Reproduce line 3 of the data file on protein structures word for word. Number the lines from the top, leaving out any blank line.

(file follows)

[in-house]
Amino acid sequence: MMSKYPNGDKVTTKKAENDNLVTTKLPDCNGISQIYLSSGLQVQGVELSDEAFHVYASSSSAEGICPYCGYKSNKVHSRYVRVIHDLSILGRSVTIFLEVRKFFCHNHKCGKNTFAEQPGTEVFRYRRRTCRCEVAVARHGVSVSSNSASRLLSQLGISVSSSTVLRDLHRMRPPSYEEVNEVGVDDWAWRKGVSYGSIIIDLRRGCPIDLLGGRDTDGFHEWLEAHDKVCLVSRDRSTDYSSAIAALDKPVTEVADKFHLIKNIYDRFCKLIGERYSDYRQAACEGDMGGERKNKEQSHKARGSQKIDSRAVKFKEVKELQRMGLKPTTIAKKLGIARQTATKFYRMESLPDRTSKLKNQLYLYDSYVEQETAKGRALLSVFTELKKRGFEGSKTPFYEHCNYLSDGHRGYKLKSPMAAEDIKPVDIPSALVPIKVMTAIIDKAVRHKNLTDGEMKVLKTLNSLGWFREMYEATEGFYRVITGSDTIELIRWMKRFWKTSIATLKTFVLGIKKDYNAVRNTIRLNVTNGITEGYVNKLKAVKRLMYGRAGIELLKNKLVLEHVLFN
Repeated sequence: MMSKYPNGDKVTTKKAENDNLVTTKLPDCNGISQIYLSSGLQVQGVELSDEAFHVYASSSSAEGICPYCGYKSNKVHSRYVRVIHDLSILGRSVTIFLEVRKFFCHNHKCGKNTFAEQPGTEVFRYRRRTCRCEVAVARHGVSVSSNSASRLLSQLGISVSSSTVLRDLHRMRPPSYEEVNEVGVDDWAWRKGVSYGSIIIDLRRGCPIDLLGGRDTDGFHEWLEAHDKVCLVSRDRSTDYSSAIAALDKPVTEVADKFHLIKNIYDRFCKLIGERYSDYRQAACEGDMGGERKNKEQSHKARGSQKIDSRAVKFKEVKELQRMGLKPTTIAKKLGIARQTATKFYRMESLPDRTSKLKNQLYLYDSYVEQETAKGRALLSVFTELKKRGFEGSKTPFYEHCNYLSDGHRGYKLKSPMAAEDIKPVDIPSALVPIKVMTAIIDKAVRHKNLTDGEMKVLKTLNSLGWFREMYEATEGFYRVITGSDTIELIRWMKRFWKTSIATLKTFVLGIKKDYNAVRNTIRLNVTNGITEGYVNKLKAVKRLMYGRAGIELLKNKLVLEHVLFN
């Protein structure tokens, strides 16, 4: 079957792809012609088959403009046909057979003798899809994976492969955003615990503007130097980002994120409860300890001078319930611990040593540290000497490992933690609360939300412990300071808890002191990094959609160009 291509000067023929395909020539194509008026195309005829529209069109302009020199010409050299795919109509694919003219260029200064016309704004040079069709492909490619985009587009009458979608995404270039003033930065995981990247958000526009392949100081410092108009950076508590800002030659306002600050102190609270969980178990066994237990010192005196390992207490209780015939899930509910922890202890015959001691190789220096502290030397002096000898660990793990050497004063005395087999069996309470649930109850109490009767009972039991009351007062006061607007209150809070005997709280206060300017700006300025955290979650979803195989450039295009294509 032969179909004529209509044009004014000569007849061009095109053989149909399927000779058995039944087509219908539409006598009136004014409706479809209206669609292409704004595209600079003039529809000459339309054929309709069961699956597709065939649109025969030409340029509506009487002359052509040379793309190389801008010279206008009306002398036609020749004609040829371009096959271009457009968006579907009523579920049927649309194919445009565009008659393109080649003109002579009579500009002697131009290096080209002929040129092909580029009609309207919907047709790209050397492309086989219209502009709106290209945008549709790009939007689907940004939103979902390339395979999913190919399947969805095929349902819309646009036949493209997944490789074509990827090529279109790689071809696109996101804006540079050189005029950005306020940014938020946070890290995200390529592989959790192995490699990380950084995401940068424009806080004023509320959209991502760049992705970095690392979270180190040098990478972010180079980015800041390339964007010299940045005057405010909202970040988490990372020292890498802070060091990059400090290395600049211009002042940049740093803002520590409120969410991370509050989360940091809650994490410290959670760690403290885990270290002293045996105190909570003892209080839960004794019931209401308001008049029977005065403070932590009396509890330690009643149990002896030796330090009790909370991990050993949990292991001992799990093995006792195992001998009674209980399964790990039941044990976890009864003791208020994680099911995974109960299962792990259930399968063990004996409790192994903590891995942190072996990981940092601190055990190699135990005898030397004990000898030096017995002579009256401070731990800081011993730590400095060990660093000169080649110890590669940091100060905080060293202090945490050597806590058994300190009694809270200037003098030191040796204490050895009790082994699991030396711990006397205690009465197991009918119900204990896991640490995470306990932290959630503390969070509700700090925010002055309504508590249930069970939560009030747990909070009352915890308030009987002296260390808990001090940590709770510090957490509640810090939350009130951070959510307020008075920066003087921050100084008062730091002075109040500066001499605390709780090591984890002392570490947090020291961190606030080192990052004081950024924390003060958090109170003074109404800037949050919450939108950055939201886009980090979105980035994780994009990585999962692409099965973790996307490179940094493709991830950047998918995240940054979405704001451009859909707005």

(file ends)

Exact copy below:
Repeated sequence: MMSKYPNGDKVTTKKAENDNLVTTKLPDCNGISQIYLSSGLQVQGVELSDEAFHVYASSSSAEGICPYCGYKSNKVHSRYVRVIHDLSILGRSVTIFLEVRKFFCHNHKCGKNTFAEQPGTEVFRYRRRTCRCEVAVARHGVSVSSNSASRLLSQLGISVSSSTVLRDLHRMRPPSYEEVNEVGVDDWAWRKGVSYGSIIIDLRRGCPIDLLGGRDTDGFHEWLEAHDKVCLVSRDRSTDYSSAIAALDKPVTEVADKFHLIKNIYDRFCKLIGERYSDYRQAACEGDMGGERKNKEQSHKARGSQKIDSRAVKFKEVKELQRMGLKPTTIAKKLGIARQTATKFYRMESLPDRTSKLKNQLYLYDSYVEQETAKGRALLSVFTELKKRGFEGSKTPFYEHCNYLSDGHRGYKLKSPMAAEDIKPVDIPSALVPIKVMTAIIDKAVRHKNLTDGEMKVLKTLNSLGWFREMYEATEGFYRVITGSDTIELIRWMKRFWKTSIATLKTFVLGIKKDYNAVRNTIRLNVTNGITEGYVNKLKAVKRLMYGRAGIELLKNKLVLEHVLFN